Part two of Sartre, Imagination, and Dialectical Reason draws on Sartre’s early writings on the imagination to explain how the future-oriented aspect of the group pledge can be elaborated to justify and explain Sartre’s persistent hope in revolution. Here, Smidt outlines what he refers to as the ‘imaginative logic of action’ that allows groups to ‘perpetually contest the serial forces that constitute our worlds’ in a manner that does not succumb to utopian idealism (158, 167). That is to say, for both Sartre and Smidt, a truly liberatory use of imagination ‘must be committed to the concrete truths of material life’ (181). Through his analysis of imagination, Smidt argues that imagination is a necessary condition for the possibility of disalienated praxis, for sustaining a revolutionary group in collective action. Smidt locates the potential for imaginative disruption of seriality, for the imaginative logic of action, in the ‘gap between interiorization and exteriorization’ of dialectical reason, subjectivity itself (193).
While Smidt’s discussion of neoliberalism in the last chapter is helpful in providing a concrete example of serial logic, it is unfortunately brief and lacks persuasiveness as a result. For example, Smidt glosses neoliberalism as the ‘triumph of techne; of instrumental reason; of efficiency’, linking it to ‘increased IP protections; datafication’ (255, 256), and describes it as an ‘economic buttress that has emerged in the wake of postmodern legitimation crises’ (256). While some neoliberal theorists certainly prioritized instrumental reason (e.g. Milton Friedman), other important theorists, such as Friedrich Hayek, Ludwig Von Mises and Wilhelm Röpke challenged instrumental reason and scientism while also putting forward robust moral project (Slobodian 2018; Whyte 2019). The notion that neoliberalism unilaterally supports rigorous IP laws has also been complicated by recent research (Slobodian forthcoming). These relatively minor shortcomings do not ultimately undermine Smidt’s aims in articulating the conditions for an imaginative logic of action. However, adding nuance to the description of neoliberalism would have echoed Sartre’s own understanding that serial logic operates in a variety of contradictory ways and intensities. That being said, Smidt’s book is essential to anyone dealing with Critique of Dialectical Reason in a substantial manner and provides an entry point, especially in the exegetical sections, for those interested in a critical and well-articulated overview of Sartre’s positions. Smidt also opens a number of creative paths by which Sartre may be linked up with other Marxist traditions. For example, there are a number of parallels between Sartre’s conception of dialectical reason and Ilyenkov’s dialectics of the Ideal that could be explored further. On the one hand, Sartre’s conception of seriality can enrich Ilyenkov’s understanding of the Ideal by showing how praxis easily turn into serial praxis or ‘anti-praxis’ (3). On the other hand, Ilyenkov’s focus on class struggle can bolster the hopefulness that Smidt locates in Critique of Dialectical Reason.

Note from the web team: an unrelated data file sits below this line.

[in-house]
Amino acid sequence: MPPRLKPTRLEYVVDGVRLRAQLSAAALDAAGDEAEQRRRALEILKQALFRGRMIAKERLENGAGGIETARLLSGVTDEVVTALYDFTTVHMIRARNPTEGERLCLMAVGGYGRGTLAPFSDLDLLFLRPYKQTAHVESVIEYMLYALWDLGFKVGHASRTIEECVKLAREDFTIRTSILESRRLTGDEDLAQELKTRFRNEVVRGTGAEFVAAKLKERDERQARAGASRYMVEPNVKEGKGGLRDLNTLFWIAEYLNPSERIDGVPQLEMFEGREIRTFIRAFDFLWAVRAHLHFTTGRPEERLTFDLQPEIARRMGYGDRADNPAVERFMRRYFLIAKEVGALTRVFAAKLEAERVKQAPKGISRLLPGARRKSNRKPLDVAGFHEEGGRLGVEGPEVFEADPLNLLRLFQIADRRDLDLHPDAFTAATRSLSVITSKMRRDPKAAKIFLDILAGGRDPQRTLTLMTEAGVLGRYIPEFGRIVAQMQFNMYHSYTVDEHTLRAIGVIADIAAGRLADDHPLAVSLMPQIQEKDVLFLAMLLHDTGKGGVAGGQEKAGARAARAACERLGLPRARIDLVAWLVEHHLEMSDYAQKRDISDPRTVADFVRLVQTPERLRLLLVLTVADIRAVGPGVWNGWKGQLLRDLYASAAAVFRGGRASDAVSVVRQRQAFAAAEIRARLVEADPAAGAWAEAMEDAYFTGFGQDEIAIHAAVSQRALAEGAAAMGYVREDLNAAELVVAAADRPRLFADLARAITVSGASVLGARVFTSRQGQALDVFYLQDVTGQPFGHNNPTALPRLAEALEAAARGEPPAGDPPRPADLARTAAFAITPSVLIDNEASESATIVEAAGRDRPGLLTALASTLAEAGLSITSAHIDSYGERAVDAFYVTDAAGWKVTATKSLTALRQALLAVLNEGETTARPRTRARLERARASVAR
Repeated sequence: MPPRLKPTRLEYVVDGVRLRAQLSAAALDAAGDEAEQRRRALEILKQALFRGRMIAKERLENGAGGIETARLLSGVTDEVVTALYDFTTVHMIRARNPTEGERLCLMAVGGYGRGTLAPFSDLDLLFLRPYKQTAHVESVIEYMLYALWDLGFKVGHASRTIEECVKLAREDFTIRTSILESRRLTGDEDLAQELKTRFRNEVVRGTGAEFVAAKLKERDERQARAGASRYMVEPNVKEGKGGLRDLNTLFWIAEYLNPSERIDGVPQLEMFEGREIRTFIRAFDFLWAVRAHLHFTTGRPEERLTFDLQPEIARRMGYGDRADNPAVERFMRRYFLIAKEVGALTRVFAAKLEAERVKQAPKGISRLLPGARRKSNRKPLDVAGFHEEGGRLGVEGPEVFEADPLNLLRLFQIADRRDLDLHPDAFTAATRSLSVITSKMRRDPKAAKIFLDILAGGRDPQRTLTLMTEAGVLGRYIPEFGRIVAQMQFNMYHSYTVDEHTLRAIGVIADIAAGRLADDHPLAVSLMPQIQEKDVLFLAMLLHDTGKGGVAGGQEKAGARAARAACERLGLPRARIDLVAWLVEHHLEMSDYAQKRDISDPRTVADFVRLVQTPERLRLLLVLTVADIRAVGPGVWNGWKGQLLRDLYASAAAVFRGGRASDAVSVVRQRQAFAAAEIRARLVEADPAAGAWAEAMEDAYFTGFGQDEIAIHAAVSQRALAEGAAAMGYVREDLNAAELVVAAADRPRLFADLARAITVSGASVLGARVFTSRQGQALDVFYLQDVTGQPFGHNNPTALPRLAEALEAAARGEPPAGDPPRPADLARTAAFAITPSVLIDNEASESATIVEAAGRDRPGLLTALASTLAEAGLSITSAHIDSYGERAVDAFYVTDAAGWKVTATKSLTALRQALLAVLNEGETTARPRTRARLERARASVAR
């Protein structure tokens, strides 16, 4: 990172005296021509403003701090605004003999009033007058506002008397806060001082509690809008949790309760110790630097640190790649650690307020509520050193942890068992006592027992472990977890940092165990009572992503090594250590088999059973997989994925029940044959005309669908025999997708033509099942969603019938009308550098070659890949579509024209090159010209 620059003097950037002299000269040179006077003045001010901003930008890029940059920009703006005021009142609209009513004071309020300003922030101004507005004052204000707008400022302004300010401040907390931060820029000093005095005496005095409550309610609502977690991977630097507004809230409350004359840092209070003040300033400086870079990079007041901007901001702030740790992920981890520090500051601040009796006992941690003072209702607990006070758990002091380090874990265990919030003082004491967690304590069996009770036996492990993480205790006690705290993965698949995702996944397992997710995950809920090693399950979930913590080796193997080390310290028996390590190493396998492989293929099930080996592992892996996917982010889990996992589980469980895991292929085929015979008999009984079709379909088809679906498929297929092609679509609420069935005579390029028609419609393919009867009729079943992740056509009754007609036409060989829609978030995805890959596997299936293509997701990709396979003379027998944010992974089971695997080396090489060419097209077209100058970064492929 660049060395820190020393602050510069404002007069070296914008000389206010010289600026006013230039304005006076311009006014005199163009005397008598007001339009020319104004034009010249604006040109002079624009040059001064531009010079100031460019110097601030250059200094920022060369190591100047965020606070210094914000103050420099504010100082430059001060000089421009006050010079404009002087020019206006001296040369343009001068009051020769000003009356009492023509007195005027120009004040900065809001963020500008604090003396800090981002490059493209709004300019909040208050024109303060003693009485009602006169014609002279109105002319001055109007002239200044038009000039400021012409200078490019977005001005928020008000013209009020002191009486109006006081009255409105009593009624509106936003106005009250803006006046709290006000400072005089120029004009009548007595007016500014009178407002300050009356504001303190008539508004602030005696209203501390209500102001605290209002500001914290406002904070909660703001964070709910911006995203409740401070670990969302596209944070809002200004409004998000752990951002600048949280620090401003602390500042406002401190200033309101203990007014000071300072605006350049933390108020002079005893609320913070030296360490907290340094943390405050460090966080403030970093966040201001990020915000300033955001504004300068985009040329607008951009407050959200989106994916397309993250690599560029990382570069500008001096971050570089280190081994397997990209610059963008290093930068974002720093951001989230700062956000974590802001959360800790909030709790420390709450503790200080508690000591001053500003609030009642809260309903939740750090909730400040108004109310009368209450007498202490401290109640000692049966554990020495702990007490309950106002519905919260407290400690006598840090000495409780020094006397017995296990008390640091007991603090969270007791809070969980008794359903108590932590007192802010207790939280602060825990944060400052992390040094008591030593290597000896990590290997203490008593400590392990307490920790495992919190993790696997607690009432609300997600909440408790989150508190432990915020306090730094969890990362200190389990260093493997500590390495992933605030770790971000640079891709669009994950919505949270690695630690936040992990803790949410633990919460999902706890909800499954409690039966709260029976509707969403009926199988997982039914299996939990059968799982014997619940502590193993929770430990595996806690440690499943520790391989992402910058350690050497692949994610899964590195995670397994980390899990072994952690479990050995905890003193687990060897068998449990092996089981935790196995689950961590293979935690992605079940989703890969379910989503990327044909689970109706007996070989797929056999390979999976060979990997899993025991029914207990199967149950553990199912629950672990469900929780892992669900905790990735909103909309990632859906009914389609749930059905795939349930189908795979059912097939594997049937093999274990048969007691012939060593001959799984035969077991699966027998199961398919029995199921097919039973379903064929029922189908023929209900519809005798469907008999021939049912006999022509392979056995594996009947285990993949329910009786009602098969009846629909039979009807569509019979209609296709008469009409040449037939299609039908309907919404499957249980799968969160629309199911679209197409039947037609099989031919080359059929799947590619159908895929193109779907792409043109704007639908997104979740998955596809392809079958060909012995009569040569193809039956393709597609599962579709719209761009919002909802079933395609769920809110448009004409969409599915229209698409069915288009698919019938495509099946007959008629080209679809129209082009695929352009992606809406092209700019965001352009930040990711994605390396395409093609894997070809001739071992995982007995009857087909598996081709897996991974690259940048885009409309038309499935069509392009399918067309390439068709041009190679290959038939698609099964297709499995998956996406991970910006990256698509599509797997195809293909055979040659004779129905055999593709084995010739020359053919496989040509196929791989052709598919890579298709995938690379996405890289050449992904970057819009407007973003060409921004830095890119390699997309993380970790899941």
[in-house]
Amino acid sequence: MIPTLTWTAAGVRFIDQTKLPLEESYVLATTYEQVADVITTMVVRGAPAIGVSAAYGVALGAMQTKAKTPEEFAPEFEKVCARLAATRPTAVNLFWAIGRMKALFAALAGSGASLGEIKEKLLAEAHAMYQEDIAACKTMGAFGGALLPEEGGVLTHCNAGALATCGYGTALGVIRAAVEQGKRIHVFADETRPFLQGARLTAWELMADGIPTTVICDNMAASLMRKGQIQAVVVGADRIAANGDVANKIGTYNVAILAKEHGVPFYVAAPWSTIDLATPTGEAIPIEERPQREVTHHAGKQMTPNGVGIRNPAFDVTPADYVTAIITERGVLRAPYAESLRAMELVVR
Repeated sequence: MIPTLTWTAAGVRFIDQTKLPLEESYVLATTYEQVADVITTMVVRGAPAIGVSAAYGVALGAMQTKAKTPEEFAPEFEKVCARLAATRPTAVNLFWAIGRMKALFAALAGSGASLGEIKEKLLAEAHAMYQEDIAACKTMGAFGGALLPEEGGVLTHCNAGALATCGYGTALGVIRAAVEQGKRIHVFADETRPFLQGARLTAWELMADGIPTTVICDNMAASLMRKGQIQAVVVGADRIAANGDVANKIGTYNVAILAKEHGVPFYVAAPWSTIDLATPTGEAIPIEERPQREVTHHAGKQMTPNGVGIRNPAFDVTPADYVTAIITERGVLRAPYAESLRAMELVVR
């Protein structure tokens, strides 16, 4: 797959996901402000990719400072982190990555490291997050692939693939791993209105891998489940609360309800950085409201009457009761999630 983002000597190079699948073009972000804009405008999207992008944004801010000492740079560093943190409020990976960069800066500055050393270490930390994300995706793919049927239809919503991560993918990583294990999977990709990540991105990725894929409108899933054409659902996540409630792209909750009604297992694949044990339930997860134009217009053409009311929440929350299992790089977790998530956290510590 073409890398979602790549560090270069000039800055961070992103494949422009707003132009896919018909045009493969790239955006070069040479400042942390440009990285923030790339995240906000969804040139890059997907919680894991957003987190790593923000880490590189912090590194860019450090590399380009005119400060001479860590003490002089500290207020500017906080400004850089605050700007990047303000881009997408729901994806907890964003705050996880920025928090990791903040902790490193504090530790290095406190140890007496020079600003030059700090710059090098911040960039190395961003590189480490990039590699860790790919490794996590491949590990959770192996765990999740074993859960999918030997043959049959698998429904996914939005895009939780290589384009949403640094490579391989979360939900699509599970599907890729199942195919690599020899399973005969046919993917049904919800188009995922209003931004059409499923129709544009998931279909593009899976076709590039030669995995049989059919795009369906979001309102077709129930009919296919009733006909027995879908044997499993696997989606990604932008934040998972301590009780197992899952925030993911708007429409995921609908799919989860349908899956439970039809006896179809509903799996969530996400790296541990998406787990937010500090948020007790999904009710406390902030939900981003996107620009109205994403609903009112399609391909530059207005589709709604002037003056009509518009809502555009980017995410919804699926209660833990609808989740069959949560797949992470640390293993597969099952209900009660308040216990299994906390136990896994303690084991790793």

2 January 2020
- 1980 Jean-Paul Sartre: Philosophy in the World London: NLB.
- 1985 Existential Marxism in Postwar France: From Sartre to Althusser Princeton: Princeton University Press.
- 1963/1968 Search for a Method trans. H.E. Barnes. New York: Vintage Books.
- forthcoming The Law of the Sea of Ignorance: F. A. Hayek, Fritz Machlup, and other Neoliberals Confront the Intellectual Property Problem Nine Lives of Neoliberalism eds. Dieter Plehwe, Quinn Slobodian and Philip Mirowski, London: Verso.
- 2018 Globalists: The End of Empire and the Birth of Neoliberalism Cambridge: Harvard University Press.
- 2019 The Morals of the Market: Human Rights and the Rise of Neoliberalism London: Verso.